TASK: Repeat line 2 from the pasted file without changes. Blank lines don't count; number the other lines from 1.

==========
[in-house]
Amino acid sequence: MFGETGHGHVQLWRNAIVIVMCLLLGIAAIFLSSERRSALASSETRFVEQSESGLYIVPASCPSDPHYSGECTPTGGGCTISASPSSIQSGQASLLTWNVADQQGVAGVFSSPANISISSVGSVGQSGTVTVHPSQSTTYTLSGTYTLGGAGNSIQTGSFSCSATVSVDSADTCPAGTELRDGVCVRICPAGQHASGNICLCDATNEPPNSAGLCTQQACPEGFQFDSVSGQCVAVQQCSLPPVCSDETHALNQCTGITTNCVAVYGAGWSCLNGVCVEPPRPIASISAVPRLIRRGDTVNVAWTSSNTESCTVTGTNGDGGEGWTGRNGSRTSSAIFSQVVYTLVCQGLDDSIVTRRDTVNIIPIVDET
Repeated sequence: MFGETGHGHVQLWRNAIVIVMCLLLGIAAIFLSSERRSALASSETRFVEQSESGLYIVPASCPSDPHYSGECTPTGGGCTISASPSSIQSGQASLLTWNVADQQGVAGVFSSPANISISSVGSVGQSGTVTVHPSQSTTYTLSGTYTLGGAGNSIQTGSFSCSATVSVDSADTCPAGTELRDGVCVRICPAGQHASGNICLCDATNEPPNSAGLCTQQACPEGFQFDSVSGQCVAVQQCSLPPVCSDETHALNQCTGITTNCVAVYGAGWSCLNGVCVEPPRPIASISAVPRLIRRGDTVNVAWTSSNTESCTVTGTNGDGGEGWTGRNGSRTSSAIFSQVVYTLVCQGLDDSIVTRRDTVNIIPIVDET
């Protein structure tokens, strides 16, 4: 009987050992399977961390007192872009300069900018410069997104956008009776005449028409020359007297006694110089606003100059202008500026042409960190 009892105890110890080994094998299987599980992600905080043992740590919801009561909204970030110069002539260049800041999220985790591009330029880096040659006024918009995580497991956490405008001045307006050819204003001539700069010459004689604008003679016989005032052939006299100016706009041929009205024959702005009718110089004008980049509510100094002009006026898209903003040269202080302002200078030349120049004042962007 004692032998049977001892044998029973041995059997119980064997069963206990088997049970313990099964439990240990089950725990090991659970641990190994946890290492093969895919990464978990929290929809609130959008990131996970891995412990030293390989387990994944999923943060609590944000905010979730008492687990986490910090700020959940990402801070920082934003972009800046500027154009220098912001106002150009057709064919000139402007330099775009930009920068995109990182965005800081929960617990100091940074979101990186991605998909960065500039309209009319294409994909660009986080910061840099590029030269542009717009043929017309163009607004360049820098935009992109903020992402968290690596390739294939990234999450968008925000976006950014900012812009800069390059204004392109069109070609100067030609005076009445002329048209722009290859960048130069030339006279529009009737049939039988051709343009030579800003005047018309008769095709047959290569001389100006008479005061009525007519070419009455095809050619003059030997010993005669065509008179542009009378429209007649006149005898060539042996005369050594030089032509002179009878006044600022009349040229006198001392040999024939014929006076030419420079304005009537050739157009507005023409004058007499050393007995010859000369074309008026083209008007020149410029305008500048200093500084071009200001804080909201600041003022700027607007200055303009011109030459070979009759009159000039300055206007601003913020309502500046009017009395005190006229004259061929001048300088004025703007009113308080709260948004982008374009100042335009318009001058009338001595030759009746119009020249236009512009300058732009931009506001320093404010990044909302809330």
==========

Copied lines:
Amino acid sequence: MFGETGHGHVQLWRNAIVIVMCLLLGIAAIFLSSERRSALASSETRFVEQSESGLYIVPASCPSDPHYSGECTPTGGGCTISASPSSIQSGQASLLTWNVADQQGVAGVFSSPANISISSVGSVGQSGTVTVHPSQSTTYTLSGTYTLGGAGNSIQTGSFSCSATVSVDSADTCPAGTELRDGVCVRICPAGQHASGNICLCDATNEPPNSAGLCTQQACPEGFQFDSVSGQCVAVQQCSLPPVCSDETHALNQCTGITTNCVAVYGAGWSCLNGVCVEPPRPIASISAVPRLIRRGDTVNVAWTSSNTESCTVTGTNGDGGEGWTGRNGSRTSSAIFSQVVYTLVCQGLDDSIVTRRDTVNIIPIVDET